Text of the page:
Suggest that she has a look on Ebay for bundles of clothes that are for sale in her area and she can maybe pick them up. Boot sales are great too, especially for socks, shoes, vests etc.
It's really not your responsibility to supply her clothes.

dal21 Tue 09-Jun-09 20:03:54

YANBU. As the other posters have said, be direct with her, and explain that you are keeping them for another DC - you are under no obligation to give her anything.

But be prepared that she may not like or understand what she hears. As far as she is concerned, she can return the clothes to you once she has used them....and could think you are being highly unreasonable.

It is a difficult one.

welshone51 Tue 09-Jun-09 22:01:01

Thanks for all your advice, I will give her a couple of bits such as stuff which is a bit faded, not to my taste or a little stained but will keep the majority of things as I agree that childrens clothes can be bought fairly cheaply these days especially from the supermarket. It is nice to recieve clothes from others and if I wasnt thinking of having another then I would most certainly give them away. Thanks again grin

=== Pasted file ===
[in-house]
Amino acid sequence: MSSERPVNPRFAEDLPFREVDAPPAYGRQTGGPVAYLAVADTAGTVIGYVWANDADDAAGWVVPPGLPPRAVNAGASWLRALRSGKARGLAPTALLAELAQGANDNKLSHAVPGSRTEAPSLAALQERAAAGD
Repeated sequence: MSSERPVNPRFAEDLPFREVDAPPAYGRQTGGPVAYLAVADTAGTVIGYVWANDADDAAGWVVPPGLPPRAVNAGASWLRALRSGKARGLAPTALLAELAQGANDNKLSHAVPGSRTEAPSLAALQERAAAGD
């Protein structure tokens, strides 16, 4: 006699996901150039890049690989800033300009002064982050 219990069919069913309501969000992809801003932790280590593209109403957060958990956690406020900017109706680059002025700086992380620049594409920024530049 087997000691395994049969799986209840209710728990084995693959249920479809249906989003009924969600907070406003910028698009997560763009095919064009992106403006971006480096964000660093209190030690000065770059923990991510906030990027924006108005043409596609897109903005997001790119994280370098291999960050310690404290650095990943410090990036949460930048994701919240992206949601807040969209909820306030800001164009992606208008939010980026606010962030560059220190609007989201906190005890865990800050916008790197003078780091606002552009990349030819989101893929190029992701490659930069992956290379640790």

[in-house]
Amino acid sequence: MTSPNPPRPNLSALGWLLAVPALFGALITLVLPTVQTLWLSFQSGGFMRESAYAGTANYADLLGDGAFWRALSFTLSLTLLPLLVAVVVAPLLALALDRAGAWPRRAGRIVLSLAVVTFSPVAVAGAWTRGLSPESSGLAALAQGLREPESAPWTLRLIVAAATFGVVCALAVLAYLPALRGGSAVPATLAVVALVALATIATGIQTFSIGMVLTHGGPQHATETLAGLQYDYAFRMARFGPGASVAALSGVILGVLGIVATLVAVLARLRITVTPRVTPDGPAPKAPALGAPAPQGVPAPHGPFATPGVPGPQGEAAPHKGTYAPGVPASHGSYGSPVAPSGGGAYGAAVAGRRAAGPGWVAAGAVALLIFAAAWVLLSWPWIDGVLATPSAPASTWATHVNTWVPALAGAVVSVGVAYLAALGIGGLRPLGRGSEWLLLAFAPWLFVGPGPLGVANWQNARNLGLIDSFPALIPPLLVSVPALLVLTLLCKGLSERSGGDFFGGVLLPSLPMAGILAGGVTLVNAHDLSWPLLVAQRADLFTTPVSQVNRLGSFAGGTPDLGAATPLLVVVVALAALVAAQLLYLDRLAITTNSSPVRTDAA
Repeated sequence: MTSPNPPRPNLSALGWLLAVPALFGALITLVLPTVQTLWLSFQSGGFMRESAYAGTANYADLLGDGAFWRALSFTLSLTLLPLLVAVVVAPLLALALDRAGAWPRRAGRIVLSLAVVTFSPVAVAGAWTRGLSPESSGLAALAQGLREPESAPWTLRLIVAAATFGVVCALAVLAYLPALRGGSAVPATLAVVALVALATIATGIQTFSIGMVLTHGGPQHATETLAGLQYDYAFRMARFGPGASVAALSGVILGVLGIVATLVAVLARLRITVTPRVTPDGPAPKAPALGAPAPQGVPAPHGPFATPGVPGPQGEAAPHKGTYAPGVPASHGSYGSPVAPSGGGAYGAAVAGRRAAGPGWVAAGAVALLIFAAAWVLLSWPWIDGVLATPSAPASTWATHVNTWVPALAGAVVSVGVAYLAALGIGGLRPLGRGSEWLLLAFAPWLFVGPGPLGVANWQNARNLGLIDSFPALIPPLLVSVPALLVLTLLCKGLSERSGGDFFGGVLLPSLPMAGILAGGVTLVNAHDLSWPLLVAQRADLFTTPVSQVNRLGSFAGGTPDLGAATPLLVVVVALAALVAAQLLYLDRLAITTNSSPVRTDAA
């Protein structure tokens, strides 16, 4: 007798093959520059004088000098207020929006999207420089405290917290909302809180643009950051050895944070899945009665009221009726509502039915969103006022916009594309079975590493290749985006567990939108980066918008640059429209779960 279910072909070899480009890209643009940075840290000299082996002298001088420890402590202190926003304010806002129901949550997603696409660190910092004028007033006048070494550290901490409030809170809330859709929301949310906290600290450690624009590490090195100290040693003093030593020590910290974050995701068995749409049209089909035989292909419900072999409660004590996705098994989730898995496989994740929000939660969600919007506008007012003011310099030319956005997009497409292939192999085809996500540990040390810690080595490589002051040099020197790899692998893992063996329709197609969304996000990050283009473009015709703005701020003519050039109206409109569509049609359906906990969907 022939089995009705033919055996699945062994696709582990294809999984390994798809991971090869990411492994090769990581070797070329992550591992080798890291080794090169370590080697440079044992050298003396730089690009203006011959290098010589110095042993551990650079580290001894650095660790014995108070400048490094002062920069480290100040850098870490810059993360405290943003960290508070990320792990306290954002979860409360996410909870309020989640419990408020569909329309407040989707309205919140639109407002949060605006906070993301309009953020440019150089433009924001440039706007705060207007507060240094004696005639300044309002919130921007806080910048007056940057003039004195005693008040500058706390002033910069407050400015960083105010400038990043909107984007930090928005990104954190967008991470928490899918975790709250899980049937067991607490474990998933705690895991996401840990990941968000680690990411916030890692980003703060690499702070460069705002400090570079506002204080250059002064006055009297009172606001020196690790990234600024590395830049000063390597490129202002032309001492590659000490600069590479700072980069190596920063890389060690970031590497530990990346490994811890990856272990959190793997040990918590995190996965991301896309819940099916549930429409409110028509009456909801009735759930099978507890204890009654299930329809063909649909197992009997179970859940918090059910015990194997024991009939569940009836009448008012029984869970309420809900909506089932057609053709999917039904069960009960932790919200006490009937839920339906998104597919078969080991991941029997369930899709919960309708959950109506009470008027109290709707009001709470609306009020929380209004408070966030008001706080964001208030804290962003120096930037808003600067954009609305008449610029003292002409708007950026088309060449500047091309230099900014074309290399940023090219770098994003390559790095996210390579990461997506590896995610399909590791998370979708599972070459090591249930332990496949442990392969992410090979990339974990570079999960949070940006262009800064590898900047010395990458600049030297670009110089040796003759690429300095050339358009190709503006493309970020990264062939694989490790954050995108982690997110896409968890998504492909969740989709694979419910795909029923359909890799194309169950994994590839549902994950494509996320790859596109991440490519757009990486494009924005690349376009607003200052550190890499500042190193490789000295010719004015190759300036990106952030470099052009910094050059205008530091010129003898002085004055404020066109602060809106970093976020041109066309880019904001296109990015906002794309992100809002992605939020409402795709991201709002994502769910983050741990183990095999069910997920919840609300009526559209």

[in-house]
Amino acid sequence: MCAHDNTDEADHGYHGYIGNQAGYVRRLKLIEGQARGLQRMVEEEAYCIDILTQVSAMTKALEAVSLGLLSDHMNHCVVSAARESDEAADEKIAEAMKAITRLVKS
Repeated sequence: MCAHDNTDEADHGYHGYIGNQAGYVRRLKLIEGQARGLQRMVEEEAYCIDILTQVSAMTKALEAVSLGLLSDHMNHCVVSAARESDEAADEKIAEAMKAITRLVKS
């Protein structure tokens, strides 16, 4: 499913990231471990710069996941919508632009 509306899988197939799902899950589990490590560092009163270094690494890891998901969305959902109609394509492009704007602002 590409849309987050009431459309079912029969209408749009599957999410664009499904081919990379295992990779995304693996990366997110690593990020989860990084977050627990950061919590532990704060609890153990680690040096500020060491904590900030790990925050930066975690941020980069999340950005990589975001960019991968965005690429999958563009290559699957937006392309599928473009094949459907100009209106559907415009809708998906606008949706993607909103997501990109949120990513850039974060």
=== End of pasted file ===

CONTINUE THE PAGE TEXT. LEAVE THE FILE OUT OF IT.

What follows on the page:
np80123 Wed 17-Jun-09 15:05:31

I found Universal Textiles very good value for money. I bought my sister a baby gift set recently and it was good value and quality. My sister now also buys other baby products from them like Baby Towels, Baby Clothing and Baby Bodysuits.

Nat

caramelwaffle Wed 17-Jun-09 17:59:08

You are not being unreasonable.

crokky Wed 17-Jun-09 18:04:31

This problem shouldn't last for much longer because baby sizes start out covering 3 months, then cover 6 months (12-18m and 18-24m) and then cover a year (age 2-3) or whatever. It is likely your DS and her DS will be in age 2-3 clothes at the same time. Perhaps tell her your DS has not outgrown any more clothes and you might need to keep them for another baby anyway.

ilovemydogandmrobama Wed 17-Jun-09 18:08:22

I gave a ton of clothes to a friend of mine. My aunt sends the kids gorgeous designer clothes which are stunning.

Another friend dropped by and friend passed on clothes that I had given her and said to other friend, 'could you please return them?' shock